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Dublin City Council reveals most popular books borrowed during Covid-19 lockdown

Man Who Didn’t Call by Rosie Walsh tops the list for e-books.

Image: Shutterstock/Valeriy Karpeev

DUBLIN CITY COUNCIL has revealed a list of the most popular library books borrowed during the Covid-19 lockdown. 

Man Who Didn’t Call by Rosie Walsh tops the list for e-books, while Bill Bryson’s Short History of Nearly Everything heads up the a-audio category. 

Dublin libraries remain closed currently, however there is a large range of virtual library services available to users at all times. 

The council has said people through the country have been embracing the free online services, which are managed and supported by Dublin City Council on behalf of all local authorities. 

There has been a 191% increase in the use of e-books, while the figure for e-audiobooks is 150%. 

Nationally, between 1 March and 27 May, 178,397 e-audio and 185,622 e-books have been borrowed by library users through BorrowBox, an e-book and e-audiobook service.

Dublin’s most popular titles on BorrowBox from 16 March to 27 May were: 

Adult e-audio

  • Bill Bryson, Short History of Nearly Everything
  • Michelle Obama, Becoming
  • Rosie Walsh, Man Who Didn’t Call

Adult e-book

  • Rosie Walsh, Man who Didn’t Call
  • David Baldacci, Last Mile
  • Christine Dwyer Hickey, Tatty

Young adult e-audio

  • Holly Goldberg Sloan, Counting by 7s
  • Patrick Ness, Knife of Never Letting Go
  • Philip Pullman, Butterfly Tattoo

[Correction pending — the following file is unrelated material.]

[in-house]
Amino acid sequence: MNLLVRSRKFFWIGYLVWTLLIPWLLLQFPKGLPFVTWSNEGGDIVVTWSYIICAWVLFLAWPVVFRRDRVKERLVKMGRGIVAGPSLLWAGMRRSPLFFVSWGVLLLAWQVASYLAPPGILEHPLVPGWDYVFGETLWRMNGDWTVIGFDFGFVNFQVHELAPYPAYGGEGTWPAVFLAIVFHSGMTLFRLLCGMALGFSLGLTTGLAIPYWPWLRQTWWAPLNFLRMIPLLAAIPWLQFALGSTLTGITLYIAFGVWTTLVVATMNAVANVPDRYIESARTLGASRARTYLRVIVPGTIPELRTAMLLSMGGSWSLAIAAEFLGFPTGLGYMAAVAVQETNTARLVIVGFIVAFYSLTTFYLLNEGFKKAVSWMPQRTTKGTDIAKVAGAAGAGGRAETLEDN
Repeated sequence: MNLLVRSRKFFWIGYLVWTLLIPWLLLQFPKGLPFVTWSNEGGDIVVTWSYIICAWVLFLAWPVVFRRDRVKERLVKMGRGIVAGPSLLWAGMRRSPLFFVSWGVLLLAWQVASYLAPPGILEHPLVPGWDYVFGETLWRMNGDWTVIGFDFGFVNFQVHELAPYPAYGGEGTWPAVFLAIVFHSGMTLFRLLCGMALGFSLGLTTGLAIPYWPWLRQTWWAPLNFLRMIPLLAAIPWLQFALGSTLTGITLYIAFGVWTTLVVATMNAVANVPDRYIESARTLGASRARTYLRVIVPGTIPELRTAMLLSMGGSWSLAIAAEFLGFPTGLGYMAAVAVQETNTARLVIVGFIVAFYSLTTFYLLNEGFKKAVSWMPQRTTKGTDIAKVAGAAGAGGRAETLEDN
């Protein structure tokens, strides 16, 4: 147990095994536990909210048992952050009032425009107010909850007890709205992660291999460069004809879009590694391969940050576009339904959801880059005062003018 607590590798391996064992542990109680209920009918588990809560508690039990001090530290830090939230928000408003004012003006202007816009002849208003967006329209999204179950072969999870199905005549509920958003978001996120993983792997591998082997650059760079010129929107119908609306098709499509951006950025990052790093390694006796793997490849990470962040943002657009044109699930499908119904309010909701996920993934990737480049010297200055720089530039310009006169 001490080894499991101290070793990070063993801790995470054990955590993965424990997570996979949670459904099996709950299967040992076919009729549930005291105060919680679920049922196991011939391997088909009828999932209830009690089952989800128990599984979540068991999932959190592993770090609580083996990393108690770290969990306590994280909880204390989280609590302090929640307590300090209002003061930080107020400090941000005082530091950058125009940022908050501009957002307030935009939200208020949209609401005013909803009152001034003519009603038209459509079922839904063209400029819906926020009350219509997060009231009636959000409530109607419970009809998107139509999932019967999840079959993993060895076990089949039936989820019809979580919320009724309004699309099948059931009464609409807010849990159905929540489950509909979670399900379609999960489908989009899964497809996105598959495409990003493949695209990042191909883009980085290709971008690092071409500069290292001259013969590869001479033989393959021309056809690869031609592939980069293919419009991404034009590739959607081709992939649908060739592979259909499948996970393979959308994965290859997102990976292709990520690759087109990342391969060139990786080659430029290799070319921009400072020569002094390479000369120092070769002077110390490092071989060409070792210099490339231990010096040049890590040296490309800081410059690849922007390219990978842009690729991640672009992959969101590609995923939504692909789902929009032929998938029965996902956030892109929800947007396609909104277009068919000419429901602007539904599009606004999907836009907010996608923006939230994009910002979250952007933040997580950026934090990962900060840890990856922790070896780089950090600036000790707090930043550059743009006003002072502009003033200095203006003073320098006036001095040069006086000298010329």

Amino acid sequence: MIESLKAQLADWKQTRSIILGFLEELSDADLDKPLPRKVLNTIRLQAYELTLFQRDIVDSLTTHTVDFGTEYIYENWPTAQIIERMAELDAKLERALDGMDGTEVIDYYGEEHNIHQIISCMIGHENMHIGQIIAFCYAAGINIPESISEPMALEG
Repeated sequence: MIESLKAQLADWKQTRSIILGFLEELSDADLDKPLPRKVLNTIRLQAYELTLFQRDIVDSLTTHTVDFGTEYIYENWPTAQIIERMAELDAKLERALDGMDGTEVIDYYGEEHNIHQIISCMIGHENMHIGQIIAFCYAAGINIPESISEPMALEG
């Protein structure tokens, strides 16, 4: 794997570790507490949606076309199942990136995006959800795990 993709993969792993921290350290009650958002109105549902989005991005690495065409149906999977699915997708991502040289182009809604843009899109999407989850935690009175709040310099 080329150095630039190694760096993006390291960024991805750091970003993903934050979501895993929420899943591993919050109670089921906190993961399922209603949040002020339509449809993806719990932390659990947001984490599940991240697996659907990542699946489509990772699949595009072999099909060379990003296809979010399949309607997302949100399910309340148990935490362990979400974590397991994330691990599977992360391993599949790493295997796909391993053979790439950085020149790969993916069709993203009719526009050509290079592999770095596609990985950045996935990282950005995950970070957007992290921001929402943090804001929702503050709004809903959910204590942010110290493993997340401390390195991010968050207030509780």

Young adult e-book

  • Holly Black, Cruel Prince
  • Jennifer Donnelly, Stepsister
  • Juno Dawson, Margot & Me

Junior e-audio

  • JK Rowling, Harry Potter and the Philosophers Stone
  • Andy Griffiths, 13-Storey Treehouse
  • Tony Ross, Little Princess Treasury

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Junior e-book

  • JK Rowling Harry Potter and the Philosophers Stone
  • Andy Griffiths, 13-Storey Treehouse
  • Andy Shepherd, Boy who Grew Dragons

From 8 June, Dublin City Council libraries will offer a book collection service from six branches – Cabra, Coolock, Raheny, Walkinstown, Dolphin’s Barn and Rathmines. This is a pilot project and the council homes to roll out similar services across the city over the coming weeks. 

“Libraries are not bound by buildings. We are still the go-to-place, at the heart of the community – only now we are at the heart of the digital community,” Dublin City librarian Mairéad Owens said.

“We know this is not an easy time for our country but as a public library service we are proud to support our communities by making people’s stay at home a little easier, more entertaining, educational or simply as an escape from their day-to-day lives,” Owens said. 

“We are learning, as the public tell us what sort of services they expect. The public will define the library of tomorrow.”

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